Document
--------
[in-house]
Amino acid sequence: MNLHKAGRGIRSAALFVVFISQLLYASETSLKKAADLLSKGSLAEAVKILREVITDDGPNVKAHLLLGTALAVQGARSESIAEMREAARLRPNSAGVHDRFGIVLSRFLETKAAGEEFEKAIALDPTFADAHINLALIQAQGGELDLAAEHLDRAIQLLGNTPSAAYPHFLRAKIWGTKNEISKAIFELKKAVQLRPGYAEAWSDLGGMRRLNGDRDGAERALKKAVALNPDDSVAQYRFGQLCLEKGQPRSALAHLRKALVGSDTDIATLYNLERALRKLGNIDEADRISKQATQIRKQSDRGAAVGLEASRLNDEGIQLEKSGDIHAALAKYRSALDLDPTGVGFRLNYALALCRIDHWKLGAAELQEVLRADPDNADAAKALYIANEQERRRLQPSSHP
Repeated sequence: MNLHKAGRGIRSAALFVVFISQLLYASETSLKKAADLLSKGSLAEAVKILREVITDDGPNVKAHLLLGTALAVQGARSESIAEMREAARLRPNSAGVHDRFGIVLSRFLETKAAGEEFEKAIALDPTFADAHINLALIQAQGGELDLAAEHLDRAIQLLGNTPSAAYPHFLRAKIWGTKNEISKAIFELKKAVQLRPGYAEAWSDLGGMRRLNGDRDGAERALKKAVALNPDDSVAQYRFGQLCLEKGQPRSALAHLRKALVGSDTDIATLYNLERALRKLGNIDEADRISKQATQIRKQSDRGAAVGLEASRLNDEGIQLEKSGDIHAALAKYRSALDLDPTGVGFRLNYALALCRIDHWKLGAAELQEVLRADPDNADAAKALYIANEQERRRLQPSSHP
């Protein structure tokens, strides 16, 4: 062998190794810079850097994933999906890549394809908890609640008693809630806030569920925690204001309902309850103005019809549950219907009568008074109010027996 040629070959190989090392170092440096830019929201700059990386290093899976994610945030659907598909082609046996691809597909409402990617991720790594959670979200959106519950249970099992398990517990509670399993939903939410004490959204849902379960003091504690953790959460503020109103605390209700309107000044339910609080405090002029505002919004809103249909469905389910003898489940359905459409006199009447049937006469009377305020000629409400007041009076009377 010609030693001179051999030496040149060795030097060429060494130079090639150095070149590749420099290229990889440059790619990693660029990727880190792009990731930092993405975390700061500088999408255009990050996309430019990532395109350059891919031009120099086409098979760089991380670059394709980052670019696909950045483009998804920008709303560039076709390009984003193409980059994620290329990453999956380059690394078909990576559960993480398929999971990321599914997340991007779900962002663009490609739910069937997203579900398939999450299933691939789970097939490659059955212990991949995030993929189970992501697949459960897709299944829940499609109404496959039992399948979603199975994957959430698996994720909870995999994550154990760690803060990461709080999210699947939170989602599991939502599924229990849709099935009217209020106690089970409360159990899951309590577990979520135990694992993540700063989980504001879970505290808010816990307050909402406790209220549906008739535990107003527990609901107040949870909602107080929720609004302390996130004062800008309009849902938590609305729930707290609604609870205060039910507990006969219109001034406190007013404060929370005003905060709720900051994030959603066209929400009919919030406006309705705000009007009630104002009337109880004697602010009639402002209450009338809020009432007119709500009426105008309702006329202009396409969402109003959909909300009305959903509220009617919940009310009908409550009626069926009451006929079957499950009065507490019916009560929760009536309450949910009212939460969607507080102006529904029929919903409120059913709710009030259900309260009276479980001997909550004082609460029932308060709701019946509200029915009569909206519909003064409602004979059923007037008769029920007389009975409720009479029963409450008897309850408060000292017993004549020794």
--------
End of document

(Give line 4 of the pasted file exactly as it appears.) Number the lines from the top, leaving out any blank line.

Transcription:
């Protein structure tokens, strides 16, 4: 062998190794810079850097994933999906890549394809908890609640008693809630806030569920925690204001309902309850103005019809549950219907009568008074109010027996 040629070959190989090392170092440096830019929201700059990386290093899976994610945030659907598909082609046996691809597909409402990617991720790594959670979200959106519950249970099992398990517990509670399993939903939410004490959204849902379960003091504690953790959460503020109103605390209700309107000044339910609080405090002029505002919004809103249909469905389910003898489940359905459409006199009447049937006469009377305020000629409400007041009076009377 010609030693001179051999030496040149060795030097060429060494130079090639150095070149590749420099290229990889440059790619990693660029990727880190792009990731930092993405975390700061500088999408255009990050996309430019990532395109350059891919031009120099086409098979760089991380670059394709980052670019696909950045483009998804920008709303560039076709390009984003193409980059994620290329990453999956380059690394078909990576559960993480398929999971990321599914997340991007779900962002663009490609739910069937997203579900398939999450299933691939789970097939490659059955212990991949995030993929189970992501697949459960897709299944829940499609109404496959039992399948979603199975994957959430698996994720909870995999994550154990760690803060990461709080999210699947939170989602599991939502599924229990849709099935009217209020106690089970409360159990899951309590577990979520135990694992993540700063989980504001879970505290808010816990307050909402406790209220549906008739535990107003527990609901107040949870909602107080929720609004302390996130004062800008309009849902938590609305729930707290609604609870205060039910507990006969219109001034406190007013404060929370005003905060709720900051994030959603066209929400009919919030406006309705705000009007009630104002009337109880004697602010009639402002209450009338809020009432007119709500009426105008309702006329202009396409969402109003959909909300009305959903509220009617919940009310009908409550009626069926009451006929079957499950009065507490019916009560929760009536309450949910009212939460969607507080102006529904029929919903409120059913709710009030259900309260009276479980001997909550004082609460029932308060709701019946509200029915009569909206519909003064409602004979059923007037008769029920007389009975409720009479029963409450008897309850408060000292017993004549020794």